What Systems Keep You Effective?, (Sat, Jun 9th)

What Systems Keep You Effective?, (Sat, Jun 9th):

Previously I discussed What’s On Your Not To Do List as a means to remain focused on priorities. I never fear running out of work in cybersecurity. Instead, I worry that our focus does not always stay on the most critical issues. Today I want to highlight several techniques I use to help remain effective.

Saying no

    Over and over again

    No can be a complete sentence

    Opportunity cost associated with time spent on other items

Calendar Margin

    Create space for unexpected tasks

    Make appointments for what matters most    

Goal tracking system

    As an achiever, I enjoy checking items off my “to do” list

    Evernote as a repository to hold ideas for future research

    Keep from cluttering up my brain

A physical planner

    Found tremendous value in weekly reviews

    Focus on what I accomplished

    And what needs even more focus

Each of these tactics serves to help keep me focused on what matters most. What hacks do you use to stay effective throughout your busy day? Let us know in the comments section!

 

Russell Eubanks

ISC Handler

SANS Instructor

@russelleubanks

(c) SANS Internet Storm Center. https://isc.sans.edu Creative Commons Attribution-Noncommercial 3.0 United States License.

(Via SANS Internet Storm Center, InfoCON: green)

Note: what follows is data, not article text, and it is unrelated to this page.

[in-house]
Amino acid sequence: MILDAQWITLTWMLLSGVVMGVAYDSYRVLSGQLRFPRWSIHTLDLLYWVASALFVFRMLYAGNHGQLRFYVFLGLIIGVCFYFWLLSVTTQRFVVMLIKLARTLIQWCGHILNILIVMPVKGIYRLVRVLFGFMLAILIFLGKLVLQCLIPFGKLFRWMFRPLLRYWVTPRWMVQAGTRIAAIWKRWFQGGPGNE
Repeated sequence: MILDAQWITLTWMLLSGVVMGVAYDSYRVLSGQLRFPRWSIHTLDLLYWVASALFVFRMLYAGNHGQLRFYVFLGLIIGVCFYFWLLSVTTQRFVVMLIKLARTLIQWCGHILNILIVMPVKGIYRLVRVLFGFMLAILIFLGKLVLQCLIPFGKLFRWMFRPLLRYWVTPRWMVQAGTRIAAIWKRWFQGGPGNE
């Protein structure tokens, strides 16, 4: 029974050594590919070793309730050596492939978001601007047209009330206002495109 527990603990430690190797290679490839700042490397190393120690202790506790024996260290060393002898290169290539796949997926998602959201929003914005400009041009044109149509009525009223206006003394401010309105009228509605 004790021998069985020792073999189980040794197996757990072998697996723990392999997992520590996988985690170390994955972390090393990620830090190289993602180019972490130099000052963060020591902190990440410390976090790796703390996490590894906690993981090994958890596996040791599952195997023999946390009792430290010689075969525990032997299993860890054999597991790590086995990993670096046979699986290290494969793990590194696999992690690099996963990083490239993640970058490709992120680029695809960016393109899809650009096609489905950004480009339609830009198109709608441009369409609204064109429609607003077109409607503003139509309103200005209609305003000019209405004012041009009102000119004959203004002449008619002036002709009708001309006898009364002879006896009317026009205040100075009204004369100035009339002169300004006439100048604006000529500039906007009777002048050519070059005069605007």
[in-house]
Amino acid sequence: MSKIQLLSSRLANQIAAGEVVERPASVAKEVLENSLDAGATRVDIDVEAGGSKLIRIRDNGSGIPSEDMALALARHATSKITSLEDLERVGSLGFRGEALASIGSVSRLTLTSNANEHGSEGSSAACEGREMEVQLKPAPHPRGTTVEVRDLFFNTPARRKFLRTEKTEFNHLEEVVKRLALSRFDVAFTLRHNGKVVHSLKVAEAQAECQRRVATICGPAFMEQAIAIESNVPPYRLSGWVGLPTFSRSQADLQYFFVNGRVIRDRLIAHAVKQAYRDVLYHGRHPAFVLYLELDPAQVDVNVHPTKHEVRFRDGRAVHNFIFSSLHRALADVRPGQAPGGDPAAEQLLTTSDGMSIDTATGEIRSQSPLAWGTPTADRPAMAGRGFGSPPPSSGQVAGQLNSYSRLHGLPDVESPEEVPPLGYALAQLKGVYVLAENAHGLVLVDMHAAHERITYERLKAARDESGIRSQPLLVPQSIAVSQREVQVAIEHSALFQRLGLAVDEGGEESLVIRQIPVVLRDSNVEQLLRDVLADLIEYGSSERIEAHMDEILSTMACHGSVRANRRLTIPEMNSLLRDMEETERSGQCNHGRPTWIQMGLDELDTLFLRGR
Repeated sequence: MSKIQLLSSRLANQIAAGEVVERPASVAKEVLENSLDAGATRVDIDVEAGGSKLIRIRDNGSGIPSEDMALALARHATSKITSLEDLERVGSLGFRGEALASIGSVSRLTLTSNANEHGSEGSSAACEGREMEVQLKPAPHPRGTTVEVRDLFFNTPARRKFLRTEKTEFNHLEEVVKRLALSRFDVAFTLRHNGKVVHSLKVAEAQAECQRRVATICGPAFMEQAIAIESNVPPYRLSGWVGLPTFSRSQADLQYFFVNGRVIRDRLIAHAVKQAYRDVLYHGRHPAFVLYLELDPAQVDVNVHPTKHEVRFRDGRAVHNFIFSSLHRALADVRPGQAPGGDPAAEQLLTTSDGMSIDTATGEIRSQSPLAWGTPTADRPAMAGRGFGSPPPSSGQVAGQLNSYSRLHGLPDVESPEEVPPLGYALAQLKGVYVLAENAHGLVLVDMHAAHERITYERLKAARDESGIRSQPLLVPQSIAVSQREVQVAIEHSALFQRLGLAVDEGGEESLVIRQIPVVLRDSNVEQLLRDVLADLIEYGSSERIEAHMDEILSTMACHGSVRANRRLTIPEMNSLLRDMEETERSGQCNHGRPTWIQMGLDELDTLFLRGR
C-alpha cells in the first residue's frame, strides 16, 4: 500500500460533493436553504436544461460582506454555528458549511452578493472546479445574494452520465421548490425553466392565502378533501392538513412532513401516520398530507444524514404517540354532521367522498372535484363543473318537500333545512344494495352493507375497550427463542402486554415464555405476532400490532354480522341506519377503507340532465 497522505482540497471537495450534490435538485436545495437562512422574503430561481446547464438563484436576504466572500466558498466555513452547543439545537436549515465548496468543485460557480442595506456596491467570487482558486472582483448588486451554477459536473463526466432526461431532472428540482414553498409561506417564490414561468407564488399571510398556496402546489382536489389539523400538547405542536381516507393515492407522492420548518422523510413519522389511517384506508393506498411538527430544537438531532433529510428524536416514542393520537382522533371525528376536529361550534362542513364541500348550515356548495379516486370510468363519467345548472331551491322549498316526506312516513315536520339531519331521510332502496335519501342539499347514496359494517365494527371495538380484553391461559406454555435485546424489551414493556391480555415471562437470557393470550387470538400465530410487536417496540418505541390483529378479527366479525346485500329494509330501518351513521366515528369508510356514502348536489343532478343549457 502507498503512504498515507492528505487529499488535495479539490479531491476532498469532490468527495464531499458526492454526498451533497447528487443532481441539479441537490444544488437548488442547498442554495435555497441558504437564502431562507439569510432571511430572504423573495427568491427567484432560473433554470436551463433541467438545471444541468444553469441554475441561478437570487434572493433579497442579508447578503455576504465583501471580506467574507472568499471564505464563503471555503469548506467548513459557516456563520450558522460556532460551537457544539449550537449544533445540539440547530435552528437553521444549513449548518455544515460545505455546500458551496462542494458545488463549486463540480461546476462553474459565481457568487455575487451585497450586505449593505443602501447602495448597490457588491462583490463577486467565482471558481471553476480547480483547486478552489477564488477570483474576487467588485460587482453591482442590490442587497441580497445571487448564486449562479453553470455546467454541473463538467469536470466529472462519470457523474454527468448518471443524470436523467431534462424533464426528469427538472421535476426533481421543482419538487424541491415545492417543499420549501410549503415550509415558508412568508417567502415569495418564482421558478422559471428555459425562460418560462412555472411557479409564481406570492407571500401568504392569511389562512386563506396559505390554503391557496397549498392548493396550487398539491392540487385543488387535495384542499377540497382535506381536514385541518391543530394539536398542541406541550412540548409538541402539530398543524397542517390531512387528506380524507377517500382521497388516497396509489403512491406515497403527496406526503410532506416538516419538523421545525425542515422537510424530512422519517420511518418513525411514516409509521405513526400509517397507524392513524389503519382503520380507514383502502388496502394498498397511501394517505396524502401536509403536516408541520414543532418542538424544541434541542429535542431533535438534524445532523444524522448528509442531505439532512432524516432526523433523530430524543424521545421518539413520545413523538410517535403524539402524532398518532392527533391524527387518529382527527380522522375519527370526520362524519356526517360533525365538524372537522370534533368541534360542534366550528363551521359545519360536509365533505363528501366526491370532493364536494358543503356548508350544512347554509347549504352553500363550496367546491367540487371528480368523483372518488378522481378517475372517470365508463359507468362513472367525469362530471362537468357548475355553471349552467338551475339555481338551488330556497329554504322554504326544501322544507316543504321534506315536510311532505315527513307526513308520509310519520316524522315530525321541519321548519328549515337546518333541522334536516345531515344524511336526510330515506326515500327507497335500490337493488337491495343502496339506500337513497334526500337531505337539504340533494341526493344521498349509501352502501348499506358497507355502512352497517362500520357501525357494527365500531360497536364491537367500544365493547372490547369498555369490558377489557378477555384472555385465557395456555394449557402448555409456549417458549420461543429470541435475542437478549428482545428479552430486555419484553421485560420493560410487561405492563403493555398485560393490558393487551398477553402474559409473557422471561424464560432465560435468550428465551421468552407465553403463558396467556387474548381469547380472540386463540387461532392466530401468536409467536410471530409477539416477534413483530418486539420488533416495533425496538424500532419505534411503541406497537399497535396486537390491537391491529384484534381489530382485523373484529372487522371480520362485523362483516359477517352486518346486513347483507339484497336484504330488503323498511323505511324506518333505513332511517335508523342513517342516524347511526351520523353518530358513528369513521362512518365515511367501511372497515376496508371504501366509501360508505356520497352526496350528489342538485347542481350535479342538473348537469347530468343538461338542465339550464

Other than the use of Evernote (I of course use Emacs & Org mode), I do or intend to do all of this listed here. I like the “Calendar Margin” as something I am accidentally doing and could probably improve. 

Don’t Neglect Tampons

I visited an AT&T emergency response validation testing session several years ago. After Hurricane Katrina they were able to start restoring service as soon as the area was considered safe enough for their people to enter.

What makes this possible for such teams? Training. Equipment. Food. Water. Most people will flag those.

What about toilet paper? And washing machines for what the teams wear under the protection gear? And sunscreen for when they finally get out from under the protective gear? And tampons? And several hundred other taken-for-granted details that become huge and potentially life threatening in their absence while standing in a toxic soup of stagnant storm water who-knows-what infused trying to restore basic communications for emergency responders.

When working on disaster recovery or an emergency response plan, don’t draft it in isolation. Benefit from other’s learning and iterations (lessons learned). It’s much better to prepare for something with a shopping list than a blank piece of paper. This is not an area where non disclosure is good for anyone.

This is true in the command center as well. How can efficient effective direction & information get communicated when key people don’t have access to their insulin or blood pressure medication? How do you manage your technical expert’s dairy problem while all the food you have access to is a vending machine full of chocolate bars?

Which assumes the machines will be full. What if it’s the day before restock? What if the restocking person broke up with their significant other or was high or was distracted? Are humans part of your calculation?

Granted, squirrelling away prescription medication isn’t easy (& maybe illegal where you are) but knowing the challenge exists before it’s a problem is the first step to solving it. Other things, like stockpiling daily-free & gluten-free food, tampons, tissues, toilet paper, and everything else identified from other’s work and your own tabletop exercises is relatively easy to manage.

And you? What are your thoughts?